And is it even a reasonable assumption that the minimal age difference (when they’re all _about_ the same age anyway) keeps anybody from being interested, falling in love, etc.? That seems wishful.

  26. Kirsten (29), thank you for noticing. The policy to have young men start their mission at 18 has been in place for some time in a number of countries where the educational system makes is cumbersome if not impossible to start college and then interrupt after a year to go on a mission. So, as such there is no change for foreign countries where it was already applicable.

    My remark had to do with maturity. I am not sure the reports by mission presidents that “our 18 year old missionaries are as efficient and mature” will be equally applicable, on average, to American young men from fully Mormon environments. Not to offend, but I am wondering. See my comment 18.

  27. There are definitely a lot of very excited young men and young women in the church today.

    I have heard about several girls calling their bishops to get mission papers to start filling out, today. I can’t help but be excited with them!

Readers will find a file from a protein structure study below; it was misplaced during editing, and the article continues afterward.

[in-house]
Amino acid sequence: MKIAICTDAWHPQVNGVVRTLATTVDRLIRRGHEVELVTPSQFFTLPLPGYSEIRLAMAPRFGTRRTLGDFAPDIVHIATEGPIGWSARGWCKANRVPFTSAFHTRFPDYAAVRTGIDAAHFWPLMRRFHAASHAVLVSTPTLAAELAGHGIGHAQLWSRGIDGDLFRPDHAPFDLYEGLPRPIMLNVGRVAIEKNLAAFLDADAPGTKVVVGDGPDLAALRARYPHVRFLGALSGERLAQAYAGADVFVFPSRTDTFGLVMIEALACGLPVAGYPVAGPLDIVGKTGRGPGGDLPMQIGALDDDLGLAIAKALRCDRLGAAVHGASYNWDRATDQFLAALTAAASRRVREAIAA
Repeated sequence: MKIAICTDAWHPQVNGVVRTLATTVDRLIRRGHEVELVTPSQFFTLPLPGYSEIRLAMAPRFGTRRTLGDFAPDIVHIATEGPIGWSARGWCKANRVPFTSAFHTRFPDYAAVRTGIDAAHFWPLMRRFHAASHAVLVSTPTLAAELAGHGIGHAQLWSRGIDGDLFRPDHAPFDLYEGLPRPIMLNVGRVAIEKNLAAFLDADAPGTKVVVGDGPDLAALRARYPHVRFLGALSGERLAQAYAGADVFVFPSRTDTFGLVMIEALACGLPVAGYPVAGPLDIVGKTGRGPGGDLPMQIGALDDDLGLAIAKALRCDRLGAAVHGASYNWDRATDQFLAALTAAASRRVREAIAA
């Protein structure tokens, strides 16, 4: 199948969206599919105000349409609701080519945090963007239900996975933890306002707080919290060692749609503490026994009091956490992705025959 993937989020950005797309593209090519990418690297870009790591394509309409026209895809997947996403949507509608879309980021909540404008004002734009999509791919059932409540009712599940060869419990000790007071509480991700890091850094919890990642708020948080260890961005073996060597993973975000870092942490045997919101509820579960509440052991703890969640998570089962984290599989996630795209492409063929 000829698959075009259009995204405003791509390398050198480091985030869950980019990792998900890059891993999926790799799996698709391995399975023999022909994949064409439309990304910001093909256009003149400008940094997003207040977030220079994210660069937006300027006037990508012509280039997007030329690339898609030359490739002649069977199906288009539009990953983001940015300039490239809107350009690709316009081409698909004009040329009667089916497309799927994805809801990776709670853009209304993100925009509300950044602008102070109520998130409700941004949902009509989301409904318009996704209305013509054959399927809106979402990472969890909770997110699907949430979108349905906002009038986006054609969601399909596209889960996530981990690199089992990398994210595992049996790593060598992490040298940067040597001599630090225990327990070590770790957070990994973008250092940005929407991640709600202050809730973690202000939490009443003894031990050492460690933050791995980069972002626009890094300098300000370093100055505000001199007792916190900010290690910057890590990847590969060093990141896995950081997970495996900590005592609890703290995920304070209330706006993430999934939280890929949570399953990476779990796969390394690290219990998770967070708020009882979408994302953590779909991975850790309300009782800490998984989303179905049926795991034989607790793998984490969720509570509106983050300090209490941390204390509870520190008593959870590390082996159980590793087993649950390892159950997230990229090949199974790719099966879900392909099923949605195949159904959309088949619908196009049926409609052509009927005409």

My ten year old twins picked up right away that this means they will be able to serve missions at the same time as their brother. Three missionaries at once, lucky me! At least I have a few years. They have already been talking to their other cousins and second cousins, who are within a year of them, and the speculation about where they might go is on the giddy level. I didn’t think that they would get the “big deal” but as I often am, I was wrong.

    I do think that this is a response to the large number of youth, especially young women, who become inactive between the start of their senior year of high school and 18 months after they have graduated. Having goals to keep the young women engaged can be a good or bad thing, depending on where your sympathies lie.